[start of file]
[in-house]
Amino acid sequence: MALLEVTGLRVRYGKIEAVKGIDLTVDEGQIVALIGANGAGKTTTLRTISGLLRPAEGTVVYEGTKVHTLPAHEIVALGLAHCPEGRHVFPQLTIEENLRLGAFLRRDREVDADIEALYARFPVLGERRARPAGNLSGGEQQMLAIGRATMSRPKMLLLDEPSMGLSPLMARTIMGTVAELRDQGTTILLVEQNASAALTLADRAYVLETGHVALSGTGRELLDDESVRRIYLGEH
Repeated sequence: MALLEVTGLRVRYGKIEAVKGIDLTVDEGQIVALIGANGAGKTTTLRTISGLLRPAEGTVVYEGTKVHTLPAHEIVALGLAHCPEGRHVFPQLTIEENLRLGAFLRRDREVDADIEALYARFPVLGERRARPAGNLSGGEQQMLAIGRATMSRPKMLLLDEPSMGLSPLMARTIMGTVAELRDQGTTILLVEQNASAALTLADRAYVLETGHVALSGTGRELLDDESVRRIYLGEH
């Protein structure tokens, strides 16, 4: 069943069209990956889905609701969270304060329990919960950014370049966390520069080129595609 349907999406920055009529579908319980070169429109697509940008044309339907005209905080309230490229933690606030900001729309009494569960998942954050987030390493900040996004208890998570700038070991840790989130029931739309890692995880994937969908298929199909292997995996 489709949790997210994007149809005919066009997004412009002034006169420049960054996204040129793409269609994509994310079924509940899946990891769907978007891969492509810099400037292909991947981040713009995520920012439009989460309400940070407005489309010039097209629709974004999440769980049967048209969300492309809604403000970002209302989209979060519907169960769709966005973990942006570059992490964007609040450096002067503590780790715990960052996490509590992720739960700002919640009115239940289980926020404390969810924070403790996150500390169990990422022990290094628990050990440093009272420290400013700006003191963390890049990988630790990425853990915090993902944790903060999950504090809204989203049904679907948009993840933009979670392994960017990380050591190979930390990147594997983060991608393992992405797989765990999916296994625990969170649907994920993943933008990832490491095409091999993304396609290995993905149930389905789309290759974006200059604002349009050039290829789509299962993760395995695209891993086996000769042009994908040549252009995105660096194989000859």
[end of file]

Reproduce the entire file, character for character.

[in-house]
Amino acid sequence: MALLEVTGLRVRYGKIEAVKGIDLTVDEGQIVALIGANGAGKTTTLRTISGLLRPAEGTVVYEGTKVHTLPAHEIVALGLAHCPEGRHVFPQLTIEENLRLGAFLRRDREVDADIEALYARFPVLGERRARPAGNLSGGEQQMLAIGRATMSRPKMLLLDEPSMGLSPLMARTIMGTVAELRDQGTTILLVEQNASAALTLADRAYVLETGHVALSGTGRELLDDESVRRIYLGEH
Repeated sequence: MALLEVTGLRVRYGKIEAVKGIDLTVDEGQIVALIGANGAGKTTTLRTISGLLRPAEGTVVYEGTKVHTLPAHEIVALGLAHCPEGRHVFPQLTIEENLRLGAFLRRDREVDADIEALYARFPVLGERRARPAGNLSGGEQQMLAIGRATMSRPKMLLLDEPSMGLSPLMARTIMGTVAELRDQGTTILLVEQNASAALTLADRAYVLETGHVALSGTGRELLDDESVRRIYLGEH
């Protein structure tokens, strides 16, 4: 069943069209990956889905609701969270304060329990919960950014370049966390520069080129595609 349907999406920055009529579908319980070169429109697509940008044309339907005209905080309230490229933690606030900001729309009494569960998942954050987030390493900040996004208890998570700038070991840790989130029931739309890692995880994937969908298929199909292997995996 489709949790997210994007149809005919066009997004412009002034006169420049960054996204040129793409269609994509994310079924509940899946990891769907978007891969492509810099400037292909991947981040713009995520920012439009989460309400940070407005489309010039097209629709974004999440769980049967048209969300492309809604403000970002209302989209979060519907169960769709966005973990942006570059992490964007609040450096002067503590780790715990960052996490509590992720739960700002919640009115239940289980926020404390969810924070403790996150500390169990990422022990290094628990050990440093009272420290400013700006003191963390890049990988630790990425853990915090993902944790903060999950504090809204989203049904679907948009993840933009979670392994960017990380050591190979930390990147594997983060991608393992992405797989765990999916296994625990969170649907994920993943933008990832490491095409091999993304396609290995993905149930389905789309290759974006200059604002349009050039290829789509299962993760395995695209891993086996000769042009994908040549252009995105660096194989000859």